1 : ragged, unkempt
2 : composed of diverse often incongruous elements : motley
Did You Know?
"Tag and rag" was a relatively common expression in the 16th and 17th centuries, and it was often used pejoratively to refer to members of the lower classes of society. By the 18th century, the phrase had been expanded to "rag, tag and bobtail." That expression could mean either "the lower classes" or "the entire lot of something" (as opposed to just the more desirable parts -- the entire unit of an army, for example, not just its more capable soldiers). Something described as "ragtag and bobtail," then, was usually common and unspectacular. "Ragtag and bobtail" was eventually shortened to "ragtag," the adjective we know today, which can describe an odd mixture that is often hastily assembled or second-rate.
Despite fielding a ragtag collection of players unwanted by other teams, the Barons finished the season with a winning record.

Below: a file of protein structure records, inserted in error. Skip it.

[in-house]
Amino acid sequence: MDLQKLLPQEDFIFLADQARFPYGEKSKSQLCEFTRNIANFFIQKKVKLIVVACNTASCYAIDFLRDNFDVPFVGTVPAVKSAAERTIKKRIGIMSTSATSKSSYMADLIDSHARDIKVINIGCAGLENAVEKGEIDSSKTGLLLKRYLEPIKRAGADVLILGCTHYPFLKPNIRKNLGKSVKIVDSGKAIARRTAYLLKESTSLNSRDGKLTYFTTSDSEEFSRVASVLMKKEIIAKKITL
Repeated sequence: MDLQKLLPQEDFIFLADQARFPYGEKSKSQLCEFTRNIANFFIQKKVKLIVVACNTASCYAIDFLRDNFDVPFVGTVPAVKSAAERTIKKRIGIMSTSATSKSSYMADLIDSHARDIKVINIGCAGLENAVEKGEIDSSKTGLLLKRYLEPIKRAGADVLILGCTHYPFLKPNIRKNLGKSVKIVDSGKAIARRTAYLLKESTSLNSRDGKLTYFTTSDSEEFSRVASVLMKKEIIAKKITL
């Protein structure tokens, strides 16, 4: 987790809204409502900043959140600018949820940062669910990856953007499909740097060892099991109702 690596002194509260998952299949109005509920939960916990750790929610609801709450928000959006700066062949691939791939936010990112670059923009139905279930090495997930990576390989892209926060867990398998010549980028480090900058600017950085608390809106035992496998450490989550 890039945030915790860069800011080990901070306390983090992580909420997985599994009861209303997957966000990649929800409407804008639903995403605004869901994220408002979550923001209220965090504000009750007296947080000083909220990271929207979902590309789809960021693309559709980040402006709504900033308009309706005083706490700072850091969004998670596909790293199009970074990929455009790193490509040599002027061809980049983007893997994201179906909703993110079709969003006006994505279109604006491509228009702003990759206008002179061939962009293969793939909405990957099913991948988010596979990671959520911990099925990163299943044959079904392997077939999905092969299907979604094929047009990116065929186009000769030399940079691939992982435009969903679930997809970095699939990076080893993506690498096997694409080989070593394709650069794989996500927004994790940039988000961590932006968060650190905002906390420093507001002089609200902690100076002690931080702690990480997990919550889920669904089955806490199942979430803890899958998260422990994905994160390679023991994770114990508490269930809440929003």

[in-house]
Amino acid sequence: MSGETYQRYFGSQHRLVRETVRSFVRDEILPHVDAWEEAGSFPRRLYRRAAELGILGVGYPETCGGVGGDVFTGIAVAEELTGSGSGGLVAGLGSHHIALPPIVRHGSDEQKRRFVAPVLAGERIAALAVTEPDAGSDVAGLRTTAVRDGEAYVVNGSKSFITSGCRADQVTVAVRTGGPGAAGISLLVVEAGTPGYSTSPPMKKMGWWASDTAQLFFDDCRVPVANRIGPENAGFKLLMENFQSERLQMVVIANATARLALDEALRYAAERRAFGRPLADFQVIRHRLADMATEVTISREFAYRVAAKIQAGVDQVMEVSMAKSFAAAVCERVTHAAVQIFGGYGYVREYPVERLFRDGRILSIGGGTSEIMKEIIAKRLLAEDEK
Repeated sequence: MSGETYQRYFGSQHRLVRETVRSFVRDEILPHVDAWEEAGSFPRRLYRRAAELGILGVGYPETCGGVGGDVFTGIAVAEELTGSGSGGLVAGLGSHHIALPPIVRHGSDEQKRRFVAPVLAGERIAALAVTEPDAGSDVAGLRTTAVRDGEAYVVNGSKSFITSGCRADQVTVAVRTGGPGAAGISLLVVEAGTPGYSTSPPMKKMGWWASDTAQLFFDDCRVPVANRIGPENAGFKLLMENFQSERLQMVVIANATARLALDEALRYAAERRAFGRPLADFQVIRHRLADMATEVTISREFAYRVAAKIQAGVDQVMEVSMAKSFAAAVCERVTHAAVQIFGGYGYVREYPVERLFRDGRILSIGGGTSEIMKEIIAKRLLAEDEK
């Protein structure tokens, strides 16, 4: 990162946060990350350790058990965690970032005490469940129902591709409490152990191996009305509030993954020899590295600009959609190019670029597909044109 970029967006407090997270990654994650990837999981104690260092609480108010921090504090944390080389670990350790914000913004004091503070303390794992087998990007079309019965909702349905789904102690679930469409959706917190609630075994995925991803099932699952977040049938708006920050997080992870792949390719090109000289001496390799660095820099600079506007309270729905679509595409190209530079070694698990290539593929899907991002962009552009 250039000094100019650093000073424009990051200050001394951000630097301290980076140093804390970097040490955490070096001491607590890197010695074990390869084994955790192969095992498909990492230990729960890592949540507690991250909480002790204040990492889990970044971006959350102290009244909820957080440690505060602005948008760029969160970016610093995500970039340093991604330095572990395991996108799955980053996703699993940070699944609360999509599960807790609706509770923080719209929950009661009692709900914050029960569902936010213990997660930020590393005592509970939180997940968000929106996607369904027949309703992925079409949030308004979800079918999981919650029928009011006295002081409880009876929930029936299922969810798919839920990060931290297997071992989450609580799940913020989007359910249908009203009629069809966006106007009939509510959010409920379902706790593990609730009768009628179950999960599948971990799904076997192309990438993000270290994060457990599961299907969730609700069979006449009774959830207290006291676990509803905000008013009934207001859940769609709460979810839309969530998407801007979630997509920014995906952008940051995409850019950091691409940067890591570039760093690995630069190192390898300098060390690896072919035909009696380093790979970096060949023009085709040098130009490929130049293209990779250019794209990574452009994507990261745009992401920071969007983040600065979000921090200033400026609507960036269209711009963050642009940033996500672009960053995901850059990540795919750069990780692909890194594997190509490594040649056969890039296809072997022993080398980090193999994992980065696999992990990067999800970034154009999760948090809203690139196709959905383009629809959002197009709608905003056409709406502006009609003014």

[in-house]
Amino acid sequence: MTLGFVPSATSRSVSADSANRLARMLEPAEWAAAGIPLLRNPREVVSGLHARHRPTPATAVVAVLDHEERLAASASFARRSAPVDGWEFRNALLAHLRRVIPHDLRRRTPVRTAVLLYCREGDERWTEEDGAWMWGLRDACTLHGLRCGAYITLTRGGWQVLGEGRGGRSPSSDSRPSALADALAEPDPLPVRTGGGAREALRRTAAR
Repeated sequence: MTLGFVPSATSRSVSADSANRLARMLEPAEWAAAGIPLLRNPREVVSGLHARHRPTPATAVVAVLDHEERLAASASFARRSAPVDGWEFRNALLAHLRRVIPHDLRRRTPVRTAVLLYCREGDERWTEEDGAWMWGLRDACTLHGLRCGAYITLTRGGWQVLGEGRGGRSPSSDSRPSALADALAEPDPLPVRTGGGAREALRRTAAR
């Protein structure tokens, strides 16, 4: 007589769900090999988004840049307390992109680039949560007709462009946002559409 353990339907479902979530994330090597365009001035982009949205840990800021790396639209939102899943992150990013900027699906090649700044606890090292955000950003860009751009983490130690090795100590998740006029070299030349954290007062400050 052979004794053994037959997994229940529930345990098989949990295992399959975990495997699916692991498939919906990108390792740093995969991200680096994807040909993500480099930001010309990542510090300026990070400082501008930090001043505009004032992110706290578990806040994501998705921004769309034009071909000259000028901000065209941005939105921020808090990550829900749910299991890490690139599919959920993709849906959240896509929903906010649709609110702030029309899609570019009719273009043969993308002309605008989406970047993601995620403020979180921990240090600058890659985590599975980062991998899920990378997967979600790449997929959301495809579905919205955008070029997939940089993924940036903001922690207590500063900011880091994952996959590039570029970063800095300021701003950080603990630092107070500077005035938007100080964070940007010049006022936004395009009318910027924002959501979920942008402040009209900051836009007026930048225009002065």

"The U.S. Army teaches every recruit about Regulations for the Order and Discipline of the Troops of the United States, by Friedrich Wilhelm von Steuben, the Prussian general under George Washington who established the standards and training that allowed the ragtag Continental Army to defeat the greatest military force of its day." -- From a letter by Arthur Reilly published in The Salt Lake Tribune, January 6, 2011
Test Your Vocabulary with M-W Quizzes
Name that Synonym
Fill in the blanks to create a word that is a synonym of "ragtag" and can also mean "spotted with two different colors": p _ _ b _ _ d. The answer is ...
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